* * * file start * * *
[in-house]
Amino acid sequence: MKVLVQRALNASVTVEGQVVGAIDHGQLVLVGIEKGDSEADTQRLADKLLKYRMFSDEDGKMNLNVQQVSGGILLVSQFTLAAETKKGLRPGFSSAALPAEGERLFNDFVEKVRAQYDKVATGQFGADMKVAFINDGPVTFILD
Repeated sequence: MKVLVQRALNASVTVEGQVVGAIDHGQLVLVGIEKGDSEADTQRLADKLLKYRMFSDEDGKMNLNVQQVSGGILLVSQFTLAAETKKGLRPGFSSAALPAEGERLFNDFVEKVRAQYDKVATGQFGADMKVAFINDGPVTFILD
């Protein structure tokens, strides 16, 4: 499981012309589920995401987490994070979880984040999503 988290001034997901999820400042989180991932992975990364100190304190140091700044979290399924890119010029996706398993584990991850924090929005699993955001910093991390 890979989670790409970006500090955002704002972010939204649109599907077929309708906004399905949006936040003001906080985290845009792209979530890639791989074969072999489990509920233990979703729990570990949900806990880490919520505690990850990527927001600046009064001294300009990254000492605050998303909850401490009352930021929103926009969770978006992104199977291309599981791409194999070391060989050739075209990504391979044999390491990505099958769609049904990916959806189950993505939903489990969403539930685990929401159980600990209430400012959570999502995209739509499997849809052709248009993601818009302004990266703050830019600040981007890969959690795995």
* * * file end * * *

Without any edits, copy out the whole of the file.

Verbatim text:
[in-house]
Amino acid sequence: MKVLVQRALNASVTVEGQVVGAIDHGQLVLVGIEKGDSEADTQRLADKLLKYRMFSDEDGKMNLNVQQVSGGILLVSQFTLAAETKKGLRPGFSSAALPAEGERLFNDFVEKVRAQYDKVATGQFGADMKVAFINDGPVTFILD
Repeated sequence: MKVLVQRALNASVTVEGQVVGAIDHGQLVLVGIEKGDSEADTQRLADKLLKYRMFSDEDGKMNLNVQQVSGGILLVSQFTLAAETKKGLRPGFSSAALPAEGERLFNDFVEKVRAQYDKVATGQFGADMKVAFINDGPVTFILD
């Protein structure tokens, strides 16, 4: 499981012309589920995401987490994070979880984040999503 988290001034997901999820400042989180991932992975990364100190304190140091700044979290399924890119010029996706398993584990991850924090929005699993955001910093991390 890979989670790409970006500090955002704002972010939204649109599907077929309708906004399905949006936040003001906080985290845009792209979530890639791989074969072999489990509920233990979703729990570990949900806990880490919520505690990850990527927001600046009064001294300009990254000492605050998303909850401490009352930021929103926009969770978006992104199977291309599981791409194999070391060989050739075209990504391979044999390491990505099958769609049904990916959806189950993505939903489990969403539930685990929401159980600990209430400012959570999502995209739509499997849809052709248009993601818009302004990266703050830019600040981007890969959690795995």